Skip to product information
1 of 7

Georgie Porgy

Dig it Out Dinosaur Excavation Kit

Dig it Out Dinosaur Excavation Kit

Regular price £15.99 GBP
Regular price Sale price £15.99 GBP
Sale Sold out
Tax included. Shipping calculated at checkout.
Age: 6+
Material: Gypsum + Plastic
Dimensions: 22.3 x 19.3 x 5.5 cm
Net weight: 0.5 kg
Package: Color Box

★It`s archaeological time! - This kit comes with fossil style bones hidden in the clay and waiting for your children to dig them out. Find the mysterious skeleton and assemble the dino model.
★Educational and Fun – Give your children an introduction knowledge to paleontology. With the tools included, your children can be entertained for hours with the fun of digging up their own dinosaur fossils and bringing it back to “life”.
★Ideal Gift – A fantastic, hands-on and educational gift for paleontologist beginners and anyone with an interest in dinosaurs.
★Child Safe - Made of non-toxic material and safe for kids.


About Dinosaur🦕

T-Rex, also known as Tyrannosaurus Rex, is a kind of large carnivorous bipedal dinosaur of the genus Tyrannosaurus, common in North America in upper Jurassic and Cretaceous times, where they dominated the forested river valleys. T-Rex was one of the fiercest predators to ever walk the Earth, and the most well known prehistoric giants of all time. The size of T-Rex is close to a long bus, nearly 40 feet long and 12 feet tall. T-Rex also weigh between 5.5 and eight tons. With a massive body, sharp teeth, and jaws so powerful T-Rex could crush a car.

Brachiosaurus, a dinosaur of the genus Brachiosaurus, up to 30 metres long, is the largest and heaviest dinosaur ever known of all time. Brachiosaurus is famous for having large forelimbs and a long giraffe-like neck. As a large herbivorous dinosaurs, Brachiosaurus ate between 440 and 880 pounds of plants every day. It had a relatively small tail compared to other Sauropods, with longer front legs than back which gave it a height advantage when foraging for food.

Triceratops, an extinct genus of herbivorous ceratopsid dinosaur that first appeared during the late Maastrichtian stage of the Late Cretaceous period, about 68 million years ago in what is now North America. Bearing a large bony frill, three horns on the skull, and a large four-legged body resembling that of a rhinoceros, Triceratops is one of the most recognizable of all dinosaurs and the most well-known ceratopsid. It was also one of the largest, up to 9 meters (30 ft) long and 12 metric tons (13 short tons) in weight.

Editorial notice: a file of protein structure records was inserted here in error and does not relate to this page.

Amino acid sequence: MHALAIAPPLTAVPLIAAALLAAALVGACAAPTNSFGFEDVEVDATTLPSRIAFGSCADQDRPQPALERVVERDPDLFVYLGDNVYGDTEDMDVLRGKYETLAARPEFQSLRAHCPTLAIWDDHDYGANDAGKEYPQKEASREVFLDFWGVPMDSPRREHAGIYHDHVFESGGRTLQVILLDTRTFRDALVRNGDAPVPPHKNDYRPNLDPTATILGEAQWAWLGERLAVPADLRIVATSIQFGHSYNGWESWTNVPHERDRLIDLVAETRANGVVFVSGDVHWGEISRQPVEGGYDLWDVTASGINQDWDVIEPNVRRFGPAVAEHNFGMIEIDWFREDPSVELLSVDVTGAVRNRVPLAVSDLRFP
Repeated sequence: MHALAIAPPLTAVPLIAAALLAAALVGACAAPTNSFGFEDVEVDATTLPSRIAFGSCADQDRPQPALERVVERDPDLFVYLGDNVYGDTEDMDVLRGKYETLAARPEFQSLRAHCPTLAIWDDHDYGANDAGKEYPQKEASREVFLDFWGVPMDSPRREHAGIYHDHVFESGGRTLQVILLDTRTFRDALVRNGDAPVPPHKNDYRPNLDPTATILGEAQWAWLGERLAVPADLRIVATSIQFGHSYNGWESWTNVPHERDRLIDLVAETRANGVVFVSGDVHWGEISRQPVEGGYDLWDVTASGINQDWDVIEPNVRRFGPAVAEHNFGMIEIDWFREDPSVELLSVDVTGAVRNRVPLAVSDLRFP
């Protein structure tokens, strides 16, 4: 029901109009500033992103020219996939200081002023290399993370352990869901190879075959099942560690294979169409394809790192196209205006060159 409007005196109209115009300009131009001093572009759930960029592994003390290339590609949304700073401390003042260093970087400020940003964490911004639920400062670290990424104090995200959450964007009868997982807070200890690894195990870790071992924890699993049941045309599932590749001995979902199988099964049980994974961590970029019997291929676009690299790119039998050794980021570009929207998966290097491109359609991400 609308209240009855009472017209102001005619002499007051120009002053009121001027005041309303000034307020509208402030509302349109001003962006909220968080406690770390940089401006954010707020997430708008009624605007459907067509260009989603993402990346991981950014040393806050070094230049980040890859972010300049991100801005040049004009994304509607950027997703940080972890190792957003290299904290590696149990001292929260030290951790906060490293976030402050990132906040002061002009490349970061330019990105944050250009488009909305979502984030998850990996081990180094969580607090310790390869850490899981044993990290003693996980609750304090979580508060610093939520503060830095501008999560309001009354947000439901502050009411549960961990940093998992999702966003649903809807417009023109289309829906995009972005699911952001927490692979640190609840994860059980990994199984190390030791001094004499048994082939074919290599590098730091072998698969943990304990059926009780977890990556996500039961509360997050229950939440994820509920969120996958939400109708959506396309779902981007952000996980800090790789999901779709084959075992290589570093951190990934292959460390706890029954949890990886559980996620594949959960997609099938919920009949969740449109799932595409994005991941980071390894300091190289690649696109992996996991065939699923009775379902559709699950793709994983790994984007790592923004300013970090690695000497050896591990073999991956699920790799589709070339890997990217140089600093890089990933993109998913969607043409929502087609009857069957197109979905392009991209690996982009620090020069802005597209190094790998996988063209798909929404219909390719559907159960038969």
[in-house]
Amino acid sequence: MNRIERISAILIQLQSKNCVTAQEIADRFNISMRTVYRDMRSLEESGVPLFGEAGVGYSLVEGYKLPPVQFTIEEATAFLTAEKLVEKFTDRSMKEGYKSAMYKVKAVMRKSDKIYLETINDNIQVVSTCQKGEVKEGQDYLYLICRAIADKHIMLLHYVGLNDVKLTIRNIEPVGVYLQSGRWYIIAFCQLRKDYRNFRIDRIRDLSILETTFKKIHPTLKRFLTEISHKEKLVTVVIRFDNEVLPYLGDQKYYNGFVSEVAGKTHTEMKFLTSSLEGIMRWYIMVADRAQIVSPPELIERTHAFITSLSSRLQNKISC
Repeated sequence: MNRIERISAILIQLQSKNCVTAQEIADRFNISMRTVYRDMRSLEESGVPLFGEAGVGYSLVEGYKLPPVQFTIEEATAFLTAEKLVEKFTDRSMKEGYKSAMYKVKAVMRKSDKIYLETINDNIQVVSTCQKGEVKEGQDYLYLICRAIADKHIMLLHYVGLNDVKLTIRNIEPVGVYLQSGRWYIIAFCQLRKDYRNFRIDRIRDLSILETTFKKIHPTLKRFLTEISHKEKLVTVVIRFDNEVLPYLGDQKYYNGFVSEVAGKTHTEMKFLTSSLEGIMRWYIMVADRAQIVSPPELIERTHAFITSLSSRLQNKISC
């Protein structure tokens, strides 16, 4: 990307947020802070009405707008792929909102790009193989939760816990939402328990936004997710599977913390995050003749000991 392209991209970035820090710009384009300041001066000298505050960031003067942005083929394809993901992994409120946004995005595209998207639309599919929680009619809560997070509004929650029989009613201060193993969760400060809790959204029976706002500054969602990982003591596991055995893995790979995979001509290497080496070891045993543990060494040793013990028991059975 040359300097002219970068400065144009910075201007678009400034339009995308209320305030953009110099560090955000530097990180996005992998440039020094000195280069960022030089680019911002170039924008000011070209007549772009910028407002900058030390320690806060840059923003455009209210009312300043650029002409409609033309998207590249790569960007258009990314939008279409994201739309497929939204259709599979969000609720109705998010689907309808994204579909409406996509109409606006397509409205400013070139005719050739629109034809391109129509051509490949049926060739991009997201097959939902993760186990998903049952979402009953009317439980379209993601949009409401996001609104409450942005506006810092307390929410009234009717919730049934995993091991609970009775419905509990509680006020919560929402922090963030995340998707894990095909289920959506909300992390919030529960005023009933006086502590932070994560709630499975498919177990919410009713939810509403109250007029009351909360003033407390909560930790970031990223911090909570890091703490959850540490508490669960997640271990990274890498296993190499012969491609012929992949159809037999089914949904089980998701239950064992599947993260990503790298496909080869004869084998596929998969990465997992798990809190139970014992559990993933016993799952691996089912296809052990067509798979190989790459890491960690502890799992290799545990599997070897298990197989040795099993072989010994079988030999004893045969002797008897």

Stegosaurus, a genus of herbivorous, four-legged, armored dinosaurs from the Late Jurassic, characterized by the distinctive upright plates along their backs and spikes on their tails. Fossils of this dinosaur have been found in the western United States and in Portugal, dating to between 155 and 150 million years ago. These were large, heavily built, herbivorous quadrupeds with rounded backs, short fore limbs, long hind limbs, and tails held high in the air. Due to their distinctive combination of broad, upright plates and tail tipped with spikes, Stegosaurus is one of the most recognizable kinds of dinosaurs.

Mammoth, one species of the extinct elephantid genus Mammuthus. The various species of mammoth were commonly equipped with long, curved tusks and, in northern species, a covering of long hair. They lived from the Pliocene epoch (from around 5 million years ago) into the Holocene at about 4,000 years ago, and various species existed in Africa, Europe, Asia, and North America. They were members of the family Elephantidae, which also contains the two genera of modern elephants and their ancestors. Mammoths are more closely related to living Asian elephants than African Elephants.


View full details